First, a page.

My work examines the connection between identity and belonging within the landscape genre and re-imagines our relationship to foreign and native lands. My studio practice is two-fold: it begins with the construction of props and dioramas, which then become subjects for paintings. This process borrows from pictorial genres like scenography to make evident the artifice within landscape images, which often hold implicit messages about belonging, ownership, and consumption. In painting my fabricated sets I subvert our perception of what is a familiar place and emphasize the role of landscape in constructing ideas of home and collective identity.
While at Headlands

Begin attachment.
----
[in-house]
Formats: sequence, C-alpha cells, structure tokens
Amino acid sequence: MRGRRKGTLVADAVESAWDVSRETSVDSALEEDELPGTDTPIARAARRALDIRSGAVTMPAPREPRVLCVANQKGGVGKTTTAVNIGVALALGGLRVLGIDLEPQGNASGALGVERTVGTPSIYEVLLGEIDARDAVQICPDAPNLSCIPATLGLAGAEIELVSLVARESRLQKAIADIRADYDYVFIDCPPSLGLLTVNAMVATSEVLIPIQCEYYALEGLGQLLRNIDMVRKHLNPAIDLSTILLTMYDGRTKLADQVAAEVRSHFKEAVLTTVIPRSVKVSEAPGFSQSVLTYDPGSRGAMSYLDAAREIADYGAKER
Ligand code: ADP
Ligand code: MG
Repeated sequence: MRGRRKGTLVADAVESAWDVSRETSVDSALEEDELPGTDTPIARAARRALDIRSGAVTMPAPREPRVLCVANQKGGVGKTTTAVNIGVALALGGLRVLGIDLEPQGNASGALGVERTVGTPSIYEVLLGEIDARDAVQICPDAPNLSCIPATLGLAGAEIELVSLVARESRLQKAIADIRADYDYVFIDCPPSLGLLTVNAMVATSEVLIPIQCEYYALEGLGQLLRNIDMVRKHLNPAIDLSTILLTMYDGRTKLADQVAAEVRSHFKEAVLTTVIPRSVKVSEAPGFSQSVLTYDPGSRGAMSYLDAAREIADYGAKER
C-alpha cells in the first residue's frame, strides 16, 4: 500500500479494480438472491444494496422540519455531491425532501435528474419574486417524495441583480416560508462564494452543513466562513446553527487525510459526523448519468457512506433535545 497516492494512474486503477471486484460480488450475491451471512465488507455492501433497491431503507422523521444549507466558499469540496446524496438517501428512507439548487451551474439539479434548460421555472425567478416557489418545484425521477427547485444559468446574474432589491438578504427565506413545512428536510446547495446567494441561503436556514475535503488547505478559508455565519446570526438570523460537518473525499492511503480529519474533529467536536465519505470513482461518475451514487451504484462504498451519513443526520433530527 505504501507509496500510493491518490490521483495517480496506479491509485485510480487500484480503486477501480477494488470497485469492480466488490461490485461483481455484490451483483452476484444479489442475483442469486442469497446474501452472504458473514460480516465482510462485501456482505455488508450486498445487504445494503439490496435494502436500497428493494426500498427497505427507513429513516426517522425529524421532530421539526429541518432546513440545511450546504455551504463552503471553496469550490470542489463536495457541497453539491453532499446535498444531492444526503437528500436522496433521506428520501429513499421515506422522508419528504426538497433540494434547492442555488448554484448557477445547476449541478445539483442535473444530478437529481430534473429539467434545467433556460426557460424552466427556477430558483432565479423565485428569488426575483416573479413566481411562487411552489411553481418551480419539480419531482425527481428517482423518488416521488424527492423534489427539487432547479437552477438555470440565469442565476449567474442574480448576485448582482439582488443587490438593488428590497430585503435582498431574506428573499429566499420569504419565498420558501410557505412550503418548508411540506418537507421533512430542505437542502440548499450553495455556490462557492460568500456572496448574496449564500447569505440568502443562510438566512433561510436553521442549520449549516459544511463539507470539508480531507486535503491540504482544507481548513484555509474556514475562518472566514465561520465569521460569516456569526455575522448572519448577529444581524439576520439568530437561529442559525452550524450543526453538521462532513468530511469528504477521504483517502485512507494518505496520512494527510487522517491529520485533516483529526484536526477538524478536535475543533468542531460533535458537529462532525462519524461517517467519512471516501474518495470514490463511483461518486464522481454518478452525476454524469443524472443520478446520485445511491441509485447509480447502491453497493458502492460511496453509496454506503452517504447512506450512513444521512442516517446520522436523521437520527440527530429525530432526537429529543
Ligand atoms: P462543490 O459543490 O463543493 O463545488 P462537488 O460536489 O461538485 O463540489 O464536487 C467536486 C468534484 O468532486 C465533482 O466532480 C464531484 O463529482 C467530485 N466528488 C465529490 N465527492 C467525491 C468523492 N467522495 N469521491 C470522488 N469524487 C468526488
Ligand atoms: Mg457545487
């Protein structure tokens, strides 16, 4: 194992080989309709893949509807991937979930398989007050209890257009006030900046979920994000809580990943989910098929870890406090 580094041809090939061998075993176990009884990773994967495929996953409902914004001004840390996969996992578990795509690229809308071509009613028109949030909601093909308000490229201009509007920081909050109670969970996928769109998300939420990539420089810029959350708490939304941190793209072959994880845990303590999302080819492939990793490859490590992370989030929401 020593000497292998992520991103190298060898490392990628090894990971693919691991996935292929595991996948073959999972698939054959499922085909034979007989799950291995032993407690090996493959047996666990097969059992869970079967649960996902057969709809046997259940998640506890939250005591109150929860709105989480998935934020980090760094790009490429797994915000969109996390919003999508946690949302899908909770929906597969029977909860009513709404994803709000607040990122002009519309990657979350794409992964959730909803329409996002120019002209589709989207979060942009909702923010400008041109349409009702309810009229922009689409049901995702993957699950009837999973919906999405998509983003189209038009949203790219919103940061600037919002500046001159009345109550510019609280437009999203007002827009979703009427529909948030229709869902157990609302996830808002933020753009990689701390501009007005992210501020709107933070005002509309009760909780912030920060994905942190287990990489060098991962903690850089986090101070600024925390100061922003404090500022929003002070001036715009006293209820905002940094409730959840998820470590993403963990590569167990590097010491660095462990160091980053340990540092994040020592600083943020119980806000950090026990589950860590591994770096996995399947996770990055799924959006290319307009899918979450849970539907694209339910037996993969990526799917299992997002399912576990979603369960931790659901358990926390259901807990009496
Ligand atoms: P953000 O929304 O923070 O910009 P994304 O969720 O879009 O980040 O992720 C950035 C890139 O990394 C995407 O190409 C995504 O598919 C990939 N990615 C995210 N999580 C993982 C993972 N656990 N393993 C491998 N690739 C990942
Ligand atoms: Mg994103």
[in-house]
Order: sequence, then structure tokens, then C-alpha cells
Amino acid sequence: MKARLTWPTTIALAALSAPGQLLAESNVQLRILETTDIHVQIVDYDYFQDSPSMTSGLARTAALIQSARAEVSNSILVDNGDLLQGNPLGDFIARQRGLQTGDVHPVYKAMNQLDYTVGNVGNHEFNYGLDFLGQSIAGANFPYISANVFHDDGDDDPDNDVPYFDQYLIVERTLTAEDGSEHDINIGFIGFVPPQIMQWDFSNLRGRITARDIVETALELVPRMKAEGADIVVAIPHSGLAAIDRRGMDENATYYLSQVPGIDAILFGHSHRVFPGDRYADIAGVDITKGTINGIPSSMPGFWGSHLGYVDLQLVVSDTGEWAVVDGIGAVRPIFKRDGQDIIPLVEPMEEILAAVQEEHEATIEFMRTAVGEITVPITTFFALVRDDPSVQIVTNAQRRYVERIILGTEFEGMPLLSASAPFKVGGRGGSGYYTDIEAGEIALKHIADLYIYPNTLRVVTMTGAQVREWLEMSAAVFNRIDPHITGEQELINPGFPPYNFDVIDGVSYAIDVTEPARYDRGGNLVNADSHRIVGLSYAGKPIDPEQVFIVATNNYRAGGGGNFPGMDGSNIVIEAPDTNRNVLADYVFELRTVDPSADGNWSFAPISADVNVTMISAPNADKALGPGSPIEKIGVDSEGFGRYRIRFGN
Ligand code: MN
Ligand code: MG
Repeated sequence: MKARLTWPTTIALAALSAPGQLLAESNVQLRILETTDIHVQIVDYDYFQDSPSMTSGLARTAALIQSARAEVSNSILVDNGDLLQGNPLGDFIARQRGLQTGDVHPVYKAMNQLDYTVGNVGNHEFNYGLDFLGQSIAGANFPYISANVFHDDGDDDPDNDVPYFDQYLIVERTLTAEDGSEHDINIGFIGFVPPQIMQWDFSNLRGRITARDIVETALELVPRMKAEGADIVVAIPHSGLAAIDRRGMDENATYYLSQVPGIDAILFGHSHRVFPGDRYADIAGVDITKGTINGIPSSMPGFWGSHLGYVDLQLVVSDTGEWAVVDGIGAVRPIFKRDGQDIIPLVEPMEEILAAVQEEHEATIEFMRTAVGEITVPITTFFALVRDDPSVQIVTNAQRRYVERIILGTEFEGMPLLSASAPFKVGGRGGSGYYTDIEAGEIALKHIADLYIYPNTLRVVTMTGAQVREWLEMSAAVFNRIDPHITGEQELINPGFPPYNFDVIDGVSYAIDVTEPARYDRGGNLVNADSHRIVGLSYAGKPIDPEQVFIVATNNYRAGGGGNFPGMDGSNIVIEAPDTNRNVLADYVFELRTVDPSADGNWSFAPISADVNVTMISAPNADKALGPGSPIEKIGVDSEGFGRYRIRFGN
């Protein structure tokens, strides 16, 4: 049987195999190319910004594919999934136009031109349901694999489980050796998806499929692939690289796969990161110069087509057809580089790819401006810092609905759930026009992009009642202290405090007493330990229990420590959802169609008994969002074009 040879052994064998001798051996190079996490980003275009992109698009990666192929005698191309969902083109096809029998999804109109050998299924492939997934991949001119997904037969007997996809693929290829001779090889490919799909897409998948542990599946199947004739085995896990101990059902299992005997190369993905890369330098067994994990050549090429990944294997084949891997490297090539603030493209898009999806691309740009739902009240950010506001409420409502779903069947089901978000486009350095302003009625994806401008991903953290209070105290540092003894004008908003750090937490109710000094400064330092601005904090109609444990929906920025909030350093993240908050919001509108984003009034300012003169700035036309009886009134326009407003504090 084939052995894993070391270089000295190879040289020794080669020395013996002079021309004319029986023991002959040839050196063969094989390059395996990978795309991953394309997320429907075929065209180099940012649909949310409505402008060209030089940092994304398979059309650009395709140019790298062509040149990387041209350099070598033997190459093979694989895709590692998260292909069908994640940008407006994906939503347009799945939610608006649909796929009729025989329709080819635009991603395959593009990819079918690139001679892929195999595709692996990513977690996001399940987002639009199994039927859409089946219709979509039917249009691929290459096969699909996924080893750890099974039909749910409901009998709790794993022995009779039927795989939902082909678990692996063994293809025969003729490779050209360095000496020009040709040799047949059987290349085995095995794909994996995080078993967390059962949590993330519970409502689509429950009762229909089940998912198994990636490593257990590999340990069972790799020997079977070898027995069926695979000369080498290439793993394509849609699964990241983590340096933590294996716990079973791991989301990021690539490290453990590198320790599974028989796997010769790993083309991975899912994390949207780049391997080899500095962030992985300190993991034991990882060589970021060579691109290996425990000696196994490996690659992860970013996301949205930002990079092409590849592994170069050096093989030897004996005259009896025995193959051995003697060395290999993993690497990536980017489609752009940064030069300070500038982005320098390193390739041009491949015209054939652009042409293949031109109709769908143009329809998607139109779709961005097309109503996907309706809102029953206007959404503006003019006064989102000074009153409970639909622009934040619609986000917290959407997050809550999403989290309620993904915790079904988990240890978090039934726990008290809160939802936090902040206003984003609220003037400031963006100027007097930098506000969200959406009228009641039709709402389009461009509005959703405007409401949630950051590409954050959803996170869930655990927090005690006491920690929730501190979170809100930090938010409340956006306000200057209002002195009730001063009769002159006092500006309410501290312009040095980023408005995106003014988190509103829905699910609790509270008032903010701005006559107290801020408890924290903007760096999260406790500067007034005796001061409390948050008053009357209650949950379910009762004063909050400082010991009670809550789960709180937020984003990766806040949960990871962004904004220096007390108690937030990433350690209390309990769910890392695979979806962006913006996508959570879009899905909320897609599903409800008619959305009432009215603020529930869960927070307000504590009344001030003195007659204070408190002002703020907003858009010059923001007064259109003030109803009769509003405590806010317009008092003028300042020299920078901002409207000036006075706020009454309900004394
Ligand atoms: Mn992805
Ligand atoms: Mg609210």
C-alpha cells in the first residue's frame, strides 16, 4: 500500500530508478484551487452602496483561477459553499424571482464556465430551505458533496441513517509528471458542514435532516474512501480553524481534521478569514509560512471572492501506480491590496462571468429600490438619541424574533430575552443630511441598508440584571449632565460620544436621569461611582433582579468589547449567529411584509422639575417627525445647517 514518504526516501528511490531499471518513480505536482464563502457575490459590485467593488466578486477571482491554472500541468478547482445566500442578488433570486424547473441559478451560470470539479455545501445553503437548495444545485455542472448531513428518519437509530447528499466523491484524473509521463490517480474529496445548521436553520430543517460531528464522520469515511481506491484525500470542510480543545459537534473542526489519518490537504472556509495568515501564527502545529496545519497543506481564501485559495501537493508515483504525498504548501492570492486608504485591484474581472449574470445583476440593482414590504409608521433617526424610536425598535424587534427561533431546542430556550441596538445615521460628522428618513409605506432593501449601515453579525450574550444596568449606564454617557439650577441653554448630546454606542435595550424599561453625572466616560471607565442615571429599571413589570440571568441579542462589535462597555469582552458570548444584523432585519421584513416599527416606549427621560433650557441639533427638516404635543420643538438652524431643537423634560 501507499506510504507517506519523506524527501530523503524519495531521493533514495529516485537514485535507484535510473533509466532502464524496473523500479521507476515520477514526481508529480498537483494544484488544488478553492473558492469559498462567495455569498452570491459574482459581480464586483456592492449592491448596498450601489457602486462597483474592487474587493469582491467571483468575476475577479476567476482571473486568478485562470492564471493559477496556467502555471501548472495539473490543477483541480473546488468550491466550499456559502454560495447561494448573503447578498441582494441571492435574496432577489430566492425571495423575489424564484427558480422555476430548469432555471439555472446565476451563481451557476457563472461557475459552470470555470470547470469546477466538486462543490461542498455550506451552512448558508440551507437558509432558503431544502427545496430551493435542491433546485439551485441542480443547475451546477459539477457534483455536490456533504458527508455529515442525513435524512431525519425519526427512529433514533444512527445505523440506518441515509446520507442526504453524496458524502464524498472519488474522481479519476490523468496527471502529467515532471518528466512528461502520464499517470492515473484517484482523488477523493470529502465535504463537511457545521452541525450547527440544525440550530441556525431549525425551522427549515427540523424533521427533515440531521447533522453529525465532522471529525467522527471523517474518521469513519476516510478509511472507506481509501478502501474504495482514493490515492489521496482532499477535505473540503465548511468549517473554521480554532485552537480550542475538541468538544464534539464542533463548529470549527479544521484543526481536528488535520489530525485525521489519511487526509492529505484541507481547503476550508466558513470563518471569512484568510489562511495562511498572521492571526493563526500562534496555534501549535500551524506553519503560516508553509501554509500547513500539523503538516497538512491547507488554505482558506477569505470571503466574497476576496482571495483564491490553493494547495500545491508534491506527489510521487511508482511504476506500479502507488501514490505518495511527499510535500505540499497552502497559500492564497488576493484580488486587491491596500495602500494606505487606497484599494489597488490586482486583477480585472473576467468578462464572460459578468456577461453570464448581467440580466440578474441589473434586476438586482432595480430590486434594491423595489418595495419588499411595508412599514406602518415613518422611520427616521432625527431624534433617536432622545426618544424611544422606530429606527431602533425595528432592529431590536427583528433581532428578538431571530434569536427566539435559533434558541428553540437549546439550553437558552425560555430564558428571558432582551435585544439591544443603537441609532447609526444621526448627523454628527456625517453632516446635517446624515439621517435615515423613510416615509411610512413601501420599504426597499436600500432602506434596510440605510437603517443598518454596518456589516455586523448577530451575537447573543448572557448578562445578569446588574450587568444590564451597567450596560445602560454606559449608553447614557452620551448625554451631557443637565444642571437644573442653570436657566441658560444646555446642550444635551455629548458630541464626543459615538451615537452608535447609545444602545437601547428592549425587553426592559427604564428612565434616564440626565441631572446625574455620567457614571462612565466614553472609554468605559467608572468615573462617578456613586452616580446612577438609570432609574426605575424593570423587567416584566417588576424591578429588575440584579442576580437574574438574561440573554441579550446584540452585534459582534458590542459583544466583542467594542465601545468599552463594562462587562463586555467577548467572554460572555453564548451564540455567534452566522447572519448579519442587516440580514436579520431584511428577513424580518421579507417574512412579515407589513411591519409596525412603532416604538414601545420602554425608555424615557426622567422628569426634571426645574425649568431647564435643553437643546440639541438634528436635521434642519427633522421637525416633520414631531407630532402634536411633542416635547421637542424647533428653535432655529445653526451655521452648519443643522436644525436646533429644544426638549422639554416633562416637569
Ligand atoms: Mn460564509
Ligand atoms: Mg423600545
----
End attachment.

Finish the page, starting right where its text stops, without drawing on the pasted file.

While at Headlands I will be continuing my current project You Speak English Too Well (An Ode to My Daughter), which has grown out of an interest in historic sites, their relationship to nation/state identity, and narratives of collective belonging. In this project, I am wondering about processes of acculturation and assimilation to a land that is not my own by birthright. Through looking at webcam images of Mount Rushmore, I am thinking about the very complex nature of the memorial in contrast to my children’s first attempts at drawing out language.